I see SO properties as basically like a property ISA or something. You have some exposure to the property market but not full exposure, and you are essentially buying secure tenancy.

I have 4 friends in SO properties. Mainly single mid-thirties women who have good jobs in London but not enough cash to buy a flat outright on a single income.

Some financial drawbacks -
If you own 50%:
You pay 100% of the service charge, despite paying rent on 50% and mortgage on 50%.
You pay 100% of any improvements like new kitchen, bathroom, flooring, but only get 50% of the value uplift benefit when selling.

You need to be careful to keep ownership between something like 30%-60% unless you can staircase up to 100%. Hardly anyone is in the market for buying a stake at like 75% or 80% (not that affordable, and still get hassle of SO).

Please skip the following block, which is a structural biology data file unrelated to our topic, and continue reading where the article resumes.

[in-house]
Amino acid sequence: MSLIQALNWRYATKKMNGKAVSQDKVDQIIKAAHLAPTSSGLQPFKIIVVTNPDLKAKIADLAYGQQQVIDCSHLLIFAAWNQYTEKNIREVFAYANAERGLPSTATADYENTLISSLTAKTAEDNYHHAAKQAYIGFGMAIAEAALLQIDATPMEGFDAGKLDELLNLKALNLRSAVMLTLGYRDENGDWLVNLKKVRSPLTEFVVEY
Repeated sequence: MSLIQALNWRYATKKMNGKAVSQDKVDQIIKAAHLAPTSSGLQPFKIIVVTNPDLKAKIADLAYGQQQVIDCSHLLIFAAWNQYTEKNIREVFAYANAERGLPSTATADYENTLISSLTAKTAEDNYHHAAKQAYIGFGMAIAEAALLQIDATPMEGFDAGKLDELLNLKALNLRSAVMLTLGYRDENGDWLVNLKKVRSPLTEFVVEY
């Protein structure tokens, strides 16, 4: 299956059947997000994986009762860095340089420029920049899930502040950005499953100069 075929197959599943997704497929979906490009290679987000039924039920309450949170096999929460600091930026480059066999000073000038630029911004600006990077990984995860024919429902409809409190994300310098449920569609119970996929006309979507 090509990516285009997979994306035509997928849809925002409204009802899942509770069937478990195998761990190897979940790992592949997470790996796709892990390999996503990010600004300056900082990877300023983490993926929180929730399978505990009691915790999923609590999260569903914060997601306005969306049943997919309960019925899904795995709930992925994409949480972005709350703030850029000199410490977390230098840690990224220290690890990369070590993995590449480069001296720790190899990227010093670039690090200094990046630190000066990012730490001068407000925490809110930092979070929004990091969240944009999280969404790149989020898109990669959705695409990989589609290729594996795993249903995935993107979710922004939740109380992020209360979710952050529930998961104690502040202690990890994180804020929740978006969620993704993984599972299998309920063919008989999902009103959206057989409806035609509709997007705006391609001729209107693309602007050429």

IMO the blocks are generally well kept - people live there long term and are invested in them as owners - so balconies have plants on, that kind of thing.

There is stiff comp for resale SO flats. My friend went for loads and was only successful on like the 10th and she lived and worked in the borough.

You need to make sure flat will be suitable for you long term - there have been issue where people can not sell (not in london) and they only get permission to rent out for like 6 or 12 months. So you can be stuck in a 1 bed flat with 2 kids if circumstances change.

I think that if secure tenancy was important and I couldn't afford to by 100%, I would go for a SO flat. I wasn't that taken with the idea to start with due to the financial ownership mismatch but actually rather a nice central SO flat than a grotty conversion in zone 72.

Bigbongos123 Wed 07-Dec-16 11:10:24

We have S/O at 50%.